Both Vanessa and Jay are involved with our class, Miss Rankin’s class and Mr. Obermeyer’s class as part of the HWDSB partnership with the Royal Conservatory of Music and community artists for the “Learning Through the Arts (LTTA)” program. Our sessions are called “Music Champions”. Today, we also welcomed three additional special guests in our classroom. It was exciting to welcome more members of the community into our school!

“Form in Music” – As we planned the length of our music videos, it was necessary to review the structure of our songs. Our songs consist of elements that Jason shared with us from traditional Ojibwe or Anishinaabe songs, such as those performed around a drum at PowWow. The songs consist of vocables (sound effect words ) and also lyrics in the language of the singers (in our case, English). Each song has a theme of community. Ms. Fawcett reviewed form in music – and we noticed that our songs follow an ABA form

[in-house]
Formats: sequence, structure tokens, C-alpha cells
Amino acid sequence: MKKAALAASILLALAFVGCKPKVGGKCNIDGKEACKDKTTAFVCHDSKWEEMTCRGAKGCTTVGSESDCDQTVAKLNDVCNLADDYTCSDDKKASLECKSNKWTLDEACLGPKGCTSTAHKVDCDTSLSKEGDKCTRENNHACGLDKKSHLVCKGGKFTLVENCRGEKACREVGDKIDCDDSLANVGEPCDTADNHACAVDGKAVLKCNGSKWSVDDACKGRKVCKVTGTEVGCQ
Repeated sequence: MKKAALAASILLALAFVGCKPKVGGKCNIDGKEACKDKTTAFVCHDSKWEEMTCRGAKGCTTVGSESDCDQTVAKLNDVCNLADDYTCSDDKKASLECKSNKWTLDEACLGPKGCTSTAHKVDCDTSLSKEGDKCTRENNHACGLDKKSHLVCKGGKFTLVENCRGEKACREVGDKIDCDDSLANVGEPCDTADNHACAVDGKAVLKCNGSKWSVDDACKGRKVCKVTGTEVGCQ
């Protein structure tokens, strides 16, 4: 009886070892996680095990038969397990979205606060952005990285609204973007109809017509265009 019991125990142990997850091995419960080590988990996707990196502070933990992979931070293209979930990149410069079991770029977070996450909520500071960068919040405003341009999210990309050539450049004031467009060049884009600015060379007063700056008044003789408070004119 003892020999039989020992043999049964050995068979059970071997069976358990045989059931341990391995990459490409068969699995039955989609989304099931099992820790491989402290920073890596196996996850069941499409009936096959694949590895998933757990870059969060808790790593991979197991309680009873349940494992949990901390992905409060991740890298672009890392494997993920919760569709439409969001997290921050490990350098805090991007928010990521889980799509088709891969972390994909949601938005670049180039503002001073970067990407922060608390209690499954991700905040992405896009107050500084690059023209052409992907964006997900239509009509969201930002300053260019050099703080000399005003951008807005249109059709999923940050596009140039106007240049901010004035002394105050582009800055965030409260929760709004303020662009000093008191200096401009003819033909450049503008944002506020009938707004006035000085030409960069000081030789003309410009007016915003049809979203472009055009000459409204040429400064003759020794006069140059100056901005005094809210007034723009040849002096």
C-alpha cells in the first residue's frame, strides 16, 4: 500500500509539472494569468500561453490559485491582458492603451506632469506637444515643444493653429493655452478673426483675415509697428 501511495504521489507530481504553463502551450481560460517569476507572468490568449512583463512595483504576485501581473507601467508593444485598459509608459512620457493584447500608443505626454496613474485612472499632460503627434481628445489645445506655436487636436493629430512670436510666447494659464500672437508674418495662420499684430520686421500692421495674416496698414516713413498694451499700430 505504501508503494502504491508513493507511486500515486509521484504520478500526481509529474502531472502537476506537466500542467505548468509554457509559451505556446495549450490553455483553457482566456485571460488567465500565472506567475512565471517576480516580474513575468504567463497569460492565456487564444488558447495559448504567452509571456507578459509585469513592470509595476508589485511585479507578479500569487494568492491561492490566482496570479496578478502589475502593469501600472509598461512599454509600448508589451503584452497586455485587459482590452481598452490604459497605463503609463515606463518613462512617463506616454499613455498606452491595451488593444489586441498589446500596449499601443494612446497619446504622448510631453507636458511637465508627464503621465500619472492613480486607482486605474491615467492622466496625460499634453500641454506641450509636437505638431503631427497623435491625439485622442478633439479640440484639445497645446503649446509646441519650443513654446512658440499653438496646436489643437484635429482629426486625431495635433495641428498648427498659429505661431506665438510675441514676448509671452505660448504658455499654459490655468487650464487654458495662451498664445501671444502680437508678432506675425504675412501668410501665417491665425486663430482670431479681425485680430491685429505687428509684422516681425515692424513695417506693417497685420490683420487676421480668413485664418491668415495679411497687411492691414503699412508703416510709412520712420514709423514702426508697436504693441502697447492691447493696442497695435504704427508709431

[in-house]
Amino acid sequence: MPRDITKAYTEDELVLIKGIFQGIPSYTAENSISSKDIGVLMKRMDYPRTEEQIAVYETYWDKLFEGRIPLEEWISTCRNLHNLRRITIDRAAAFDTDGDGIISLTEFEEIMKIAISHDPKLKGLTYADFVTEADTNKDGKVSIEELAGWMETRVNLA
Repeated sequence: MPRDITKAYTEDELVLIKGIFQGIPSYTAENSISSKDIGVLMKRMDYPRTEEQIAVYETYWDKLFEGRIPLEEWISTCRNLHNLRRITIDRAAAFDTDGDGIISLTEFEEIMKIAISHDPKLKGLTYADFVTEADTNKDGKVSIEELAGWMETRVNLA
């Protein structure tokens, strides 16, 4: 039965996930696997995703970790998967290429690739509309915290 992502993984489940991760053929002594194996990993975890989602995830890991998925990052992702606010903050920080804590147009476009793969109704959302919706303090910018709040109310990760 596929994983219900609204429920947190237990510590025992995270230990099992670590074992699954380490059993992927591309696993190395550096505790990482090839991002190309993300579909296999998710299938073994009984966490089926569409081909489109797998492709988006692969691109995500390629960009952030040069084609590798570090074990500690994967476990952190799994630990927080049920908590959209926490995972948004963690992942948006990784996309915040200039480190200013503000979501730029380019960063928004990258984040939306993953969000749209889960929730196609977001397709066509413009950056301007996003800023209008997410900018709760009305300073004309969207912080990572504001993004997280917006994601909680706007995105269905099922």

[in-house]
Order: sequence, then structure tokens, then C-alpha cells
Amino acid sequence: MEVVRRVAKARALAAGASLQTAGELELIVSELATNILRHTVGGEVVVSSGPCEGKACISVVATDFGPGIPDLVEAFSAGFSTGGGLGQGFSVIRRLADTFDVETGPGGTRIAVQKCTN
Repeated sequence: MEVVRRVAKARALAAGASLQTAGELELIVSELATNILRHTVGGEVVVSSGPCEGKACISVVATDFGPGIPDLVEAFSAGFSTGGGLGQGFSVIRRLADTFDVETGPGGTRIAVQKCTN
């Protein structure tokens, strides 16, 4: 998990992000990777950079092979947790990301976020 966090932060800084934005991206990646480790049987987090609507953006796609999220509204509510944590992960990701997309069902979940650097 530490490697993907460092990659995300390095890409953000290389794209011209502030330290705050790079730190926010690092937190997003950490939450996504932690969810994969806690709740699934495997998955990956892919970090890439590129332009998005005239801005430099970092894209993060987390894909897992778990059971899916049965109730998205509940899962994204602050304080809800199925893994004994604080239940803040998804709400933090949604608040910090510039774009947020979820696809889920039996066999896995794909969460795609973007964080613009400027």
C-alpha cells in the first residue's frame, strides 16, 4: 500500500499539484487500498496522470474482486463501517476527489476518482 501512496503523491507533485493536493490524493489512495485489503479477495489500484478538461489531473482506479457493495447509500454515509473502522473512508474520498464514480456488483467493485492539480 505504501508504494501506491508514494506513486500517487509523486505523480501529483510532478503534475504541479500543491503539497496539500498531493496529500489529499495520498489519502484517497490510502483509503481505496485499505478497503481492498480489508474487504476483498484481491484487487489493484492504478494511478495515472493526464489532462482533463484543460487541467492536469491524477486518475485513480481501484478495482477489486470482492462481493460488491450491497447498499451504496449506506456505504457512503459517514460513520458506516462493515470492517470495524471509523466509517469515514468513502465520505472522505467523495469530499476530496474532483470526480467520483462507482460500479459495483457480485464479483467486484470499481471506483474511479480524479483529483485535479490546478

A (vocables)    –     B (lyrics, in our language)    –     A  (vocables, repeated)

Vanessa and the students got further acquainted today, by sharing an interesting or important fact about themselves – and Vanessa quizzed us afterwards 🙂 Do we really listen and learn about people when they share? (Ms Fawcett’s provocation for professional reflection this year: Do we listen to respond, or do we listen to understand?)   We used a matching game to become acquainted with vocabulary used in video production.

Through the creation of our songs about community, we were storytellers. 

Our song lyrics will be basis for the stories in our music videos.